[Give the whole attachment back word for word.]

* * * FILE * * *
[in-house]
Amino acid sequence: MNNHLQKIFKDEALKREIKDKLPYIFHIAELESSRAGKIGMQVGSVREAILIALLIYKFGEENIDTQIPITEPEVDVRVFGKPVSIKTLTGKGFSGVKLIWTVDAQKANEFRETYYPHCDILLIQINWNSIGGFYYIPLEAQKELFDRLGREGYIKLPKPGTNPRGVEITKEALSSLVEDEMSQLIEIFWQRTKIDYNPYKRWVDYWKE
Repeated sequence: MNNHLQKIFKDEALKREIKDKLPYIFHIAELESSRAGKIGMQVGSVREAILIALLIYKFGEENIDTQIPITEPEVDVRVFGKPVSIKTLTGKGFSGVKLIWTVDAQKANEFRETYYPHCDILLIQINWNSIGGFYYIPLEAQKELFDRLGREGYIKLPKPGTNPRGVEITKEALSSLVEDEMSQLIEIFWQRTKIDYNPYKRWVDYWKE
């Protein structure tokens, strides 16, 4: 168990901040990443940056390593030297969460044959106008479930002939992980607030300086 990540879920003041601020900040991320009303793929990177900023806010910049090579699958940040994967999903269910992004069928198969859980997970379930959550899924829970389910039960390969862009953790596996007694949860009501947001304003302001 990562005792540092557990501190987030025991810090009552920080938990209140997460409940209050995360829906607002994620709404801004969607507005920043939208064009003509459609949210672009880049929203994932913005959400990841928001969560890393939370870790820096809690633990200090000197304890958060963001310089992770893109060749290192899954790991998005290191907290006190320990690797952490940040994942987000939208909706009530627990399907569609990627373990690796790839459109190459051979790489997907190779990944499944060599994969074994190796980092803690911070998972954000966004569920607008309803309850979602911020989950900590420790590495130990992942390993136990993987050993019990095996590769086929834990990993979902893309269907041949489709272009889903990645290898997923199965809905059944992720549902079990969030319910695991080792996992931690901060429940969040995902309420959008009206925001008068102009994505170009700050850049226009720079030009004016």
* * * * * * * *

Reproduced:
[in-house]
Amino acid sequence: MNNHLQKIFKDEALKREIKDKLPYIFHIAELESSRAGKIGMQVGSVREAILIALLIYKFGEENIDTQIPITEPEVDVRVFGKPVSIKTLTGKGFSGVKLIWTVDAQKANEFRETYYPHCDILLIQINWNSIGGFYYIPLEAQKELFDRLGREGYIKLPKPGTNPRGVEITKEALSSLVEDEMSQLIEIFWQRTKIDYNPYKRWVDYWKE
Repeated sequence: MNNHLQKIFKDEALKREIKDKLPYIFHIAELESSRAGKIGMQVGSVREAILIALLIYKFGEENIDTQIPITEPEVDVRVFGKPVSIKTLTGKGFSGVKLIWTVDAQKANEFRETYYPHCDILLIQINWNSIGGFYYIPLEAQKELFDRLGREGYIKLPKPGTNPRGVEITKEALSSLVEDEMSQLIEIFWQRTKIDYNPYKRWVDYWKE
């Protein structure tokens, strides 16, 4: 168990901040990443940056390593030297969460044959106008479930002939992980607030300086 990540879920003041601020900040991320009303793929990177900023806010910049090579699958940040994967999903269910992004069928198969859980997970379930959550899924829970389910039960390969862009953790596996007694949860009501947001304003302001 990562005792540092557990501190987030025991810090009552920080938990209140997460409940209050995360829906607002994620709404801004969607507005920043939208064009003509459609949210672009880049929203994932913005959400990841928001969560890393939370870790820096809690633990200090000197304890958060963001310089992770893109060749290192899954790991998005290191907290006190320990690797952490940040994942987000939208909706009530627990399907569609990627373990690796790839459109190459051979790489997907190779990944499944060599994969074994190796980092803690911070998972954000966004569920607008309803309850979602911020989950900590420790590495130990992942390993136990993987050993019990095996590769086929834990990993979902893309269907041949489709272009889903990645290898997923199965809905059944992720549902079990969030319910695991080792996992931690901060429940969040995902309420959008009206925001008068102009994505170009700050850049226009720079030009004016």